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Cognalyzers and the Greening of the Bible Belt 

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Roadside sobriety tests may one day include a brain scan.

The Government of Ontario recently awarded a $1 million grant to Zentrela, a tech company that claims it has created technology that can read a person's brainwaves to see if they're under the influence of cannabis. Known as the Cognalyzer, the contraption looks like some kind of futuristic headband. Once put on, within five minutes it can not only scan the users brain to detect if they've recently consumed THC, but also measure the impact the psychotropic substance is having on their brain, according to the company.

While it's still in development stages and undergoing clinical trials in London, the company is hailing the Cognalyzer as a way for law enforcement and employers to screen for sobriety.

Allowing cops and employers to scan people's brains on demand ... doesn't sound dystopian at all.

The Associated Press recently ran a story about a "green rush into the Bible Belt," detailing how cannabis entreprenuers have flooded Oklahoma, which now boasts the second-most cannabis stores per capita in the United States. (Oregon currently leads the pack, for those keeping score at home.)

According to the AP, a "remarkably open-ended law and a red state's aversion to government regulation" have combined in Oklahoma to create "ideal conditions for the cannabis industry." While only medical use is legal in the state, Oklahoma's law allows anyone with any ailment to use and, according to the story, "people who want to sell pot can do it as easily as opening a taco stand."

Leading off the Associated Press story are Chip and Jessica Baker, who met at a "pro-marijuana rally" in the 1990s and called Humboldt County home before leaving a couple of years ago to start a cannabis dispensary outside of Oklahoma City.

"Oklahoma is really allowing for normal people to get into the cannabis industry, as opposed to other places where you need $20 million up front," Jessica Baker told the AP.

A Canadian wake took an unfortunate turn earlier this month when someone brought a cannabis-laced dish to the potluck and failed to label it accordingly.

According to the Canadian Broadcasting Company, employees gathered at the Mineshaft Restaurant in Greenwood to celebrate the life of a co-worker with a potluck. Some decided to put the pot in potluck and dosed their dish without telling their co-workers, causing some to unwittingly imbibe. The restaurant's owner Darrell Watkins told the CBC he learned of the situation around 10 p.m., while he was tending bar.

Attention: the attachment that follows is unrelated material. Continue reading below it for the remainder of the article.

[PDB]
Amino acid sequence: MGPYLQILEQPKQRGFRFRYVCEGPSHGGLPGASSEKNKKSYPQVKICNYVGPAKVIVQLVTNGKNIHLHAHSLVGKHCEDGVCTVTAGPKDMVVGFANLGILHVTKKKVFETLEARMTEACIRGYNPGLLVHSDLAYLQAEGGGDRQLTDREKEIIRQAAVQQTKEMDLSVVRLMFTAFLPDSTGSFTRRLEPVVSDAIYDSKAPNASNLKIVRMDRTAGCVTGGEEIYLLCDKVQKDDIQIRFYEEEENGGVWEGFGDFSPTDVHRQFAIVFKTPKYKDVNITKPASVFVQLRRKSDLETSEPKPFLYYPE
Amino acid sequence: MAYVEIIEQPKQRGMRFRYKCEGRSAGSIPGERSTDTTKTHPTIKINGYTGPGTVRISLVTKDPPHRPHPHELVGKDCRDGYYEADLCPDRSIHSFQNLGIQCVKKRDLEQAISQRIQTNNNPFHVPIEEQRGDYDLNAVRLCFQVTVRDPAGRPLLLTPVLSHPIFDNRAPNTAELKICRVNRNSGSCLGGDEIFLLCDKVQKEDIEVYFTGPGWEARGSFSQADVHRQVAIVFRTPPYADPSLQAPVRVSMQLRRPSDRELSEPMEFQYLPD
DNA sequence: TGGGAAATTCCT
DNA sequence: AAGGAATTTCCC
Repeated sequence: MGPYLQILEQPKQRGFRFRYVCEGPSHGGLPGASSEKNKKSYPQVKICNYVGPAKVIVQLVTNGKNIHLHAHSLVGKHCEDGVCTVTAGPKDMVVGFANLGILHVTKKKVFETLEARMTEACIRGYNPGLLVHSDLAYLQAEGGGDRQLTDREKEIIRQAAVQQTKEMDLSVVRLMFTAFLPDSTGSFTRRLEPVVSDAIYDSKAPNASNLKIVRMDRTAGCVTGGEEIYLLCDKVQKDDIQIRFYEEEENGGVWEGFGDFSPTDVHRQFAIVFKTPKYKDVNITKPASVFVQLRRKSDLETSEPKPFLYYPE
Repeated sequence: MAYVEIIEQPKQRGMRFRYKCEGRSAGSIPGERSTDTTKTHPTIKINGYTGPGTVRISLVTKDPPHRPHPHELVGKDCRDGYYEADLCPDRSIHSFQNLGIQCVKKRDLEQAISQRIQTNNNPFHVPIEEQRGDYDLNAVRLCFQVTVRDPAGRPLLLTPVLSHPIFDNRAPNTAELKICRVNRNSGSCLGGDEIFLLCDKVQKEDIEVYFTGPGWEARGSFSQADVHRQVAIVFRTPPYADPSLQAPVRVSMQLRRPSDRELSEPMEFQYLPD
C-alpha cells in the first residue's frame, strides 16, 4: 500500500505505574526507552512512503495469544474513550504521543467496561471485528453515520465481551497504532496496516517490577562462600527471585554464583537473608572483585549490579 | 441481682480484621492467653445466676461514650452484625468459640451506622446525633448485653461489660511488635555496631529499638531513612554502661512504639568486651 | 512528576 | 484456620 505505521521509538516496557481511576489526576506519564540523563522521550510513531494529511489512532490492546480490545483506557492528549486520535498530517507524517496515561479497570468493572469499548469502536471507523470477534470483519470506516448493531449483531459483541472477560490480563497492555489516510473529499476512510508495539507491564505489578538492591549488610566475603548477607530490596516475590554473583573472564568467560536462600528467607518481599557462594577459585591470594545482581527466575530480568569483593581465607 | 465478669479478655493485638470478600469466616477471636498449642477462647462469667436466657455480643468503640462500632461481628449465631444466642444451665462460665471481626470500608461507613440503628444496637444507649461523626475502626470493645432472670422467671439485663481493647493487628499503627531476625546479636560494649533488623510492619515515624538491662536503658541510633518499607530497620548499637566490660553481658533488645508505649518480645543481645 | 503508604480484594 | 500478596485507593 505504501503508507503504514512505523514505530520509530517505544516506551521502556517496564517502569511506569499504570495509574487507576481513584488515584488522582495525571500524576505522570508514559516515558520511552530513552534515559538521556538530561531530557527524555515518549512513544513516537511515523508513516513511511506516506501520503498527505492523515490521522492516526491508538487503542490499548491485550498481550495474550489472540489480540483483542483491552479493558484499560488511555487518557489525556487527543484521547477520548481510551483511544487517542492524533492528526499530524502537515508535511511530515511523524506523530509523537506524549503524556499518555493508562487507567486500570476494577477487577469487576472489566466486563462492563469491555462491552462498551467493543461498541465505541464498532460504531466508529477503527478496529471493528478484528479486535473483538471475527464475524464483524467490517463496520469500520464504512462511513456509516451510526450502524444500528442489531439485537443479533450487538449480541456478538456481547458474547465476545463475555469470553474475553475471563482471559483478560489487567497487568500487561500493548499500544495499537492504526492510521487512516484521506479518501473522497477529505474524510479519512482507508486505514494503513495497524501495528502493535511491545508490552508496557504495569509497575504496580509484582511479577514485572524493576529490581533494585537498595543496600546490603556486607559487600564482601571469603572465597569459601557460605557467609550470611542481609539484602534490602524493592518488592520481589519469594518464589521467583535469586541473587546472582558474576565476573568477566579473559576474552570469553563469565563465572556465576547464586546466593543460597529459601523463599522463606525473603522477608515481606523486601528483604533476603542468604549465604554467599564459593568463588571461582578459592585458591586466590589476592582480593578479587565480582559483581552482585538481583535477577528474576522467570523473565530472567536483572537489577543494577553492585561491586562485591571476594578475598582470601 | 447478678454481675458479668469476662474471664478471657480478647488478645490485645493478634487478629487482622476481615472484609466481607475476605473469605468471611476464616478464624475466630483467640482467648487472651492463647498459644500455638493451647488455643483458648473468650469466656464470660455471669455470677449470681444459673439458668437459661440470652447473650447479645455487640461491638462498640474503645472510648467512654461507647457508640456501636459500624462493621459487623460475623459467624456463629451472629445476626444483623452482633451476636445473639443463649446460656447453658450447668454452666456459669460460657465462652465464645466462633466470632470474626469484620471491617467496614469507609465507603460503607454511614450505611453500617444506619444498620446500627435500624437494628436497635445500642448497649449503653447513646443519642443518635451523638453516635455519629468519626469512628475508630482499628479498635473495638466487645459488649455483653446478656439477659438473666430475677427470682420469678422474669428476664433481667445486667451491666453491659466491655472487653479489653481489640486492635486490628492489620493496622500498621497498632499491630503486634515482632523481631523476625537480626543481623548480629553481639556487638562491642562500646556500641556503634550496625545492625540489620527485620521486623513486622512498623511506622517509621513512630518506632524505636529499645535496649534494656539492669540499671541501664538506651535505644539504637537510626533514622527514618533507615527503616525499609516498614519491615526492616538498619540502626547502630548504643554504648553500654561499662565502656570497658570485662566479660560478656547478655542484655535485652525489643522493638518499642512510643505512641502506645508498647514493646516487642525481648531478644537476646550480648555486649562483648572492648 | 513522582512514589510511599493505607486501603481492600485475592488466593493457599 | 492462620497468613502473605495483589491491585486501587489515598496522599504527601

"I was told that there was none left or anything that I could inspect. So I just hoped it was a rumor and unfortunately it was not." he said.

Suffering panic attacks, an unknown number of mourners were taken to a local hospital. (If only they'd had a Cognalyzer on site!) The police are investigating and Watkins has reportedly announced he will no longer allow potlucks at the Mineshaft.

Marijuana Business Daily, meanwhile, is reporting that COVID-19 is expected to have reverberating impacts on the cannabis industry.

According to the article, the biggest disruptions are expected in the vaporizer market, which relies heavily on cartridges and batteries manufactured in China. But the virus has also left companies producing everything from flower to edibles scrambling to find packaging, much of which has also been largely sourced from China. One domestic company, Ohio's Grove Bags, told Marijuana Business Daily that it's seen such a spike in demand since the coronavirus outbreak that it has had to turn customers away.

's news editor and prefers he/him pronouns. Reach him at 442-1400, extension 321, or Follow him on Twitter @thadeusgreenson.

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Thadeus Greenson

Thadeus Greenson is the news editor of the North Coast Journal.

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